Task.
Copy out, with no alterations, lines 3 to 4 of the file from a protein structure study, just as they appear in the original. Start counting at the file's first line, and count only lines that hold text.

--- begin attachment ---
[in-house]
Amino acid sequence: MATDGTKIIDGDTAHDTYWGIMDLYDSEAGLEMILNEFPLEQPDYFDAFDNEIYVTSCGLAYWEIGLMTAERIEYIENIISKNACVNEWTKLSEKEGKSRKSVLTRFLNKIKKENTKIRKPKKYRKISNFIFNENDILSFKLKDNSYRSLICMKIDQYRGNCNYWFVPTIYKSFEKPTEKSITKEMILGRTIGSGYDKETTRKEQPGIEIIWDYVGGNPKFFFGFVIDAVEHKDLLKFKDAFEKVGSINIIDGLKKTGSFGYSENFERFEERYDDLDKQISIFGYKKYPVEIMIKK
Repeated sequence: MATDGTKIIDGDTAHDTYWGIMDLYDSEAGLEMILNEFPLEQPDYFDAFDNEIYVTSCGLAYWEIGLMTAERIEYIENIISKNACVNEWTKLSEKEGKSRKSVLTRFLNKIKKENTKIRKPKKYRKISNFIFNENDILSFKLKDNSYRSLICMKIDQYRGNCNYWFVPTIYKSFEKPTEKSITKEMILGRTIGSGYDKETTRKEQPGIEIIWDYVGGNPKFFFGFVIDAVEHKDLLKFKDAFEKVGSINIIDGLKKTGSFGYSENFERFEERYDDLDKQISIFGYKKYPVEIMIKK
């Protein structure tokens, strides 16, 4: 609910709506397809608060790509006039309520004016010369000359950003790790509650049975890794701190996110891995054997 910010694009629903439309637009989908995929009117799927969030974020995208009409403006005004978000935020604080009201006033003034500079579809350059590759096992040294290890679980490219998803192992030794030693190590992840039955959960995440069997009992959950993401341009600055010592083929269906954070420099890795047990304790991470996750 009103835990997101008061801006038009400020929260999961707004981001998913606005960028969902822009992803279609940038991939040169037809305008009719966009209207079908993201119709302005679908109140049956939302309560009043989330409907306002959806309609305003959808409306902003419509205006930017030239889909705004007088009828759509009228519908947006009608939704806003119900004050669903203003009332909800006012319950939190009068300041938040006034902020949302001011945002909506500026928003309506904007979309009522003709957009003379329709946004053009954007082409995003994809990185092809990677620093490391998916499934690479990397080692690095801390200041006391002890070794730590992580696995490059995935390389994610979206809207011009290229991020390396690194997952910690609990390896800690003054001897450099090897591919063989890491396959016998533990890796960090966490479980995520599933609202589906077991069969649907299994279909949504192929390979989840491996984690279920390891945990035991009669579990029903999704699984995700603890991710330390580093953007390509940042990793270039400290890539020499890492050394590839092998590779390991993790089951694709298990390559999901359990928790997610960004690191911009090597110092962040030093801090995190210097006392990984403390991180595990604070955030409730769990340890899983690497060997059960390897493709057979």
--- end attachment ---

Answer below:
Repeated sequence: MATDGTKIIDGDTAHDTYWGIMDLYDSEAGLEMILNEFPLEQPDYFDAFDNEIYVTSCGLAYWEIGLMTAERIEYIENIISKNACVNEWTKLSEKEGKSRKSVLTRFLNKIKKENTKIRKPKKYRKISNFIFNENDILSFKLKDNSYRSLICMKIDQYRGNCNYWFVPTIYKSFEKPTEKSITKEMILGRTIGSGYDKETTRKEQPGIEIIWDYVGGNPKFFFGFVIDAVEHKDLLKFKDAFEKVGSINIIDGLKKTGSFGYSENFERFEERYDDLDKQISIFGYKKYPVEIMIKK
């Protein structure tokens, strides 16, 4: 609910709506397809608060790509006039309520004016010369000359950003790790509650049975890794701190996110891995054997 910010694009629903439309637009989908995929009117799927969030974020995208009409403006005004978000935020604080009201006033003034500079579809350059590759096992040294290890679980490219998803192992030794030693190590992840039955959960995440069997009992959950993401341009600055010592083929269906954070420099890795047990304790991470996750 009103835990997101008061801006038009400020929260999961707004981001998913606005960028969902822009992803279609940038991939040169037809305008009719966009209207079908993201119709302005679908109140049956939302309560009043989330409907306002959806309609305003959808409306902003419509205006930017030239889909705004007088009828759509009228519908947006009608939704806003119900004050669903203003009332909800006012319950939190009068300041938040006034902020949302001011945002909506500026928003309506904007979309009522003709957009003379329709946004053009954007082409995003994809990185092809990677620093490391998916499934690479990397080692690095801390200041006391002890070794730590992580696995490059995935390389994610979206809207011009290229991020390396690194997952910690609990390896800690003054001897450099090897591919063989890491396959016998533990890796960090966490479980995520599933609202589906077991069969649907299994279909949504192929390979989840491996984690279920390891945990035991009669579990029903999704699984995700603890991710330390580093953007390509940042990793270039400290890539020499890492050394590839092998590779390991993790089951694709298990390559999901359990928790997610960004690191911009090597110092962040030093801090995190210097006392990984403390991180595990604070955030409730769990340890899983690497060997059960390897493709057979």